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Sci Rep. 2017 Jan 20;7:40660. doi: 10.1038/srep40660.

Identification of LukPQ, a novel, equid-adapted leukocidin of Staphylococcus aureus.

Author information

1
Department of Farm Animal Health, Faculty of Veterinary Medicine, Utrecht University, 3584 CL, Utrecht, The Netherlands.
2
Medical Microbiology, University Medical Center Utrecht, 3584 CX Utrecht, The Netherlands.
3
Department of Medicine, University of Cambridge School of Clinical Medicine, Addenbrooke's and Papworth Hospitals, Hills Road, Cambridge CB2 0QQ, United Kingdom.
4
Medical Research Council Human Nutrition Research, Elsie Widdowson Laboratory, 120 Fulbourn Road, Cambridge CB1 9NL, United Kingdom.
5
Department of Veterinary Medicine, University of Cambridge, Cambridge CB3 0ES, United Kingdom.
6
Department of Infectious Diseases and Immunology, Faculty of Veterinary Medicine, Utrecht University, 3584 CL Utrecht, The Netherlands.
7
Central Veterinary Institute of Wageningen UR, 8200 AB Lelystad, The Netherlands.
8
The Roslin Institute, University of Edinburgh, EH25 9RG, Edinburgh, United Kingdom.
9
Moredun Research Institute, Bush Loan, Penicuik EH26 0PZ, United Kingdom.
10
Institute of Biodiversity, Animal Health and Comparative Medicine, College of Medical, Veterinary and Life Sciences, University of Glasgow, Glasgow G61 1QH, United Kingdom.
11
Royal (Dick) School of Veterinary Studies, University of Edinburgh, Easter Bush Campus, Midlothian, EH25 9RG, United Kingdom.
12
Área Bioquímica y Biología Molecular, Universidad de La Rioja, Madre de Dios 51, Logroño 26006, Spain.
13
Animal Health Trust, Lanwades Park, Kentford, Newmarket CB8 7UU, United Kingdom.
14
Department of Clinical Sciences and Services, Royal Veterinary College, Hawkshead Lane, Hatfield, North Mymms, Hertfordshire AL9 7TA, United Kingdom.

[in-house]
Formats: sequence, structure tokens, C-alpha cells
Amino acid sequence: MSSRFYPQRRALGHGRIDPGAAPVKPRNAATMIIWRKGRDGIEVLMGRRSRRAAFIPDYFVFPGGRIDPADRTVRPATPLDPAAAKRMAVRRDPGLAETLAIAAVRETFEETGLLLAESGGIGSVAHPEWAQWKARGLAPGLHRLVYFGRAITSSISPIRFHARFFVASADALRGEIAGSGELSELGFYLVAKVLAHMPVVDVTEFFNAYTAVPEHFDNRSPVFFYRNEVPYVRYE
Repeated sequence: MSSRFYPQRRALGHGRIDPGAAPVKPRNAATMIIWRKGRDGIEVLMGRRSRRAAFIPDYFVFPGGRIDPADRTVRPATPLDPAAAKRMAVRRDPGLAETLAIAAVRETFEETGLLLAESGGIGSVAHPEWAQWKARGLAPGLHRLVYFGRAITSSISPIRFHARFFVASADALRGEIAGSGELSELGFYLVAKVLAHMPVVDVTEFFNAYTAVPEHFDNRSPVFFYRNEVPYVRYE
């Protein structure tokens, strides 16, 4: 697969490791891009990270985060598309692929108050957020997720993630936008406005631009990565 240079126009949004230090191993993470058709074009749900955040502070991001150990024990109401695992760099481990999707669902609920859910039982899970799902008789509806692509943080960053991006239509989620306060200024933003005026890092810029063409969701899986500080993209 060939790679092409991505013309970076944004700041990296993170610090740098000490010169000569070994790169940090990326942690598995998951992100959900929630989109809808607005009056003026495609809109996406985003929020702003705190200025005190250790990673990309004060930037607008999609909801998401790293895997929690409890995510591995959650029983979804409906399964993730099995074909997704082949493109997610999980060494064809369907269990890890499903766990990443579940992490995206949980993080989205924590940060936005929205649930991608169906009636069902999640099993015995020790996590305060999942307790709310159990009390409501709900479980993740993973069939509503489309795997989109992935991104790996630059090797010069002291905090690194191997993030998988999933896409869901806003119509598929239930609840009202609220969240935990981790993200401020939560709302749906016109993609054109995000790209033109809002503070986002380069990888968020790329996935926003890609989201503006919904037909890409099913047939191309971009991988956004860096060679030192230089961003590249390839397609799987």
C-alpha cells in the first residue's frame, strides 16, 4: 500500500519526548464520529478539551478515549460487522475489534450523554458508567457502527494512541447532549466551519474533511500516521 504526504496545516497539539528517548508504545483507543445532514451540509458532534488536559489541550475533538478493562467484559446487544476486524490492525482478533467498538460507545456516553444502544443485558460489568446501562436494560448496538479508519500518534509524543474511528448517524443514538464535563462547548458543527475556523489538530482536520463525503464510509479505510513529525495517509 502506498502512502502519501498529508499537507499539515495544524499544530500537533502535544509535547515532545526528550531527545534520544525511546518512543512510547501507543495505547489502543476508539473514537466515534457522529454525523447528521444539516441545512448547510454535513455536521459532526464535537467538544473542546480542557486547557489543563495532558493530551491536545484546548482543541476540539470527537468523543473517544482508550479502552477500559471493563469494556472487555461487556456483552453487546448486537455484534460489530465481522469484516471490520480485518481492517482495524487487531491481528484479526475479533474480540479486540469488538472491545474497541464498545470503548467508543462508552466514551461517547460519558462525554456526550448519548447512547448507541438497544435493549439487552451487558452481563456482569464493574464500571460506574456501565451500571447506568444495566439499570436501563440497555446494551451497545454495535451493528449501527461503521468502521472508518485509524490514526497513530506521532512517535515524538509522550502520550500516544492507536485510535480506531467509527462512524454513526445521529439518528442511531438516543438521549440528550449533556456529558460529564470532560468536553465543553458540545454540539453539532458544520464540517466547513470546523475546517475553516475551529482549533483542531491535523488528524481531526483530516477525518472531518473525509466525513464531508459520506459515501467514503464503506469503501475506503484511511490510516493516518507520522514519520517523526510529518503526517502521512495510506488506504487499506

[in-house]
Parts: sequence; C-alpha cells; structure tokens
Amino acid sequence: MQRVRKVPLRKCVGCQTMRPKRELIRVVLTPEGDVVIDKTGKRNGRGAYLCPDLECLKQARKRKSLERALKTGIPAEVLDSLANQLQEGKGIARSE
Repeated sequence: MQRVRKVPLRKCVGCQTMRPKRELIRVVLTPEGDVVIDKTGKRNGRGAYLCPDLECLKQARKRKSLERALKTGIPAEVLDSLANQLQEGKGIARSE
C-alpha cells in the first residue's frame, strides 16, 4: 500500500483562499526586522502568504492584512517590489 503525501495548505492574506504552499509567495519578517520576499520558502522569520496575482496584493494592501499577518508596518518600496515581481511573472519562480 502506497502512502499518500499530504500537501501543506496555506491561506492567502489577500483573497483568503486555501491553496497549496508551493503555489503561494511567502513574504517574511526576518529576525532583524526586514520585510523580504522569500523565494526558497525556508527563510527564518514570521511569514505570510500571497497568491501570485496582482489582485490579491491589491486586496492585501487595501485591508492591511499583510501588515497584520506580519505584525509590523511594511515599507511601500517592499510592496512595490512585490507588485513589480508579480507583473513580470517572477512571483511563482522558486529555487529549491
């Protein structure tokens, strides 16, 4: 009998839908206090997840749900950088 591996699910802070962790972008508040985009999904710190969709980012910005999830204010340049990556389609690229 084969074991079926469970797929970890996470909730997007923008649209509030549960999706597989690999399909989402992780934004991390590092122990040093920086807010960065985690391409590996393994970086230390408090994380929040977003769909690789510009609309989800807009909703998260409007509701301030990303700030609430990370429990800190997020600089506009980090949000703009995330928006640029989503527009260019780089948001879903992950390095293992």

15
Institute of Microbiology, University of Veterinary Medicine Vienna, Veterinärplatz 1, 1210 Vienna, Austria.
16
Department of Veterinary Preventive Medicine, College of Veterinary Medicine, The Ohio State University, 1900 Coffey Road, Columbus, OH 43210, USA.
17
Veterinary Public Health Program, College of Public Health, The Ohio State University, 1900 Coffey Road, Columbus, OH 43210, USA.
18
Department of Animal Health and Antimicrobial Strategies, SVA, SE-751 89 Uppsala, Sweden.
19
Department of Veterinary Medicine and Animal Production, Infectious Diseases Section, University of Naples "Federico II", 80137 Naples, Italy.
20
Interdisciplinary Centre of Research in Animal Health, Faculdade de Medicina Veterinária, Universidade de Lisboa, 1300-477 LISBOA, Portugal.
21
Laboratório de Genética Molecular, Instituto de Tecnologia Química e Biológica da Universidade Nova de Lisboa (ITQB/UNL), Oeiras, Portugal.
22
Laboratory of Microbiology and Infectious Diseases, The Rockefeller University, New York, NY10065, USA.
23
Laboratoire de Microorganismes et Biomolécules actives, Département de Biologie, Faculté de Sciences de Tunis, 2092 Tunis, Tunisia.
24
Institut Supérieur des Sciences Biologiques Appliquées de Tunis, Université de Tunis El Manar, 2092 Tunis, Tunisia.
25
Institute of Microbiology and Infection, University of Birmingham, Birmingham B15 2TT, UK.
26
Department of Medicine, University of Cambridge, Addenbrooke's Hospital, Cambridge CB2 0QQ, UK.

Abstract

Bicomponent pore-forming leukocidins are a family of potent toxins secreted by Staphylococcus aureus, which target white blood cells preferentially and consist of an S- and an F-component. The S-component recognizes a receptor on the host cell, enabling high-affinity binding to the cell surface, after which the toxins form a pore that penetrates the cell lipid bilayer. Until now, six different leukocidins have been described, some of which are host and cell specific. Here, we identify and characterise a novel S. aureus leukocidin; LukPQ. LukPQ is encoded on a 45 kb prophage (ΦSaeq1) found in six different clonal lineages, almost exclusively in strains cultured from equids. We show that LukPQ is a potent and specific killer of equine neutrophils and identify equine-CXCRA and CXCR2 as its target receptors. Although the S-component (LukP) is highly similar to the S-component of LukED, the species specificity of LukPQ and LukED differs. By forming non-canonical toxin pairs, we identify that the F-component contributes to the observed host tropism of LukPQ, thereby challenging the current paradigm that leukocidin specificity is driven solely by the S-component.

PMID:
28106142
PMCID:
PMC5247767
DOI:
10.1038/srep40660
[Indexed for MEDLINE]
Free PMC Article

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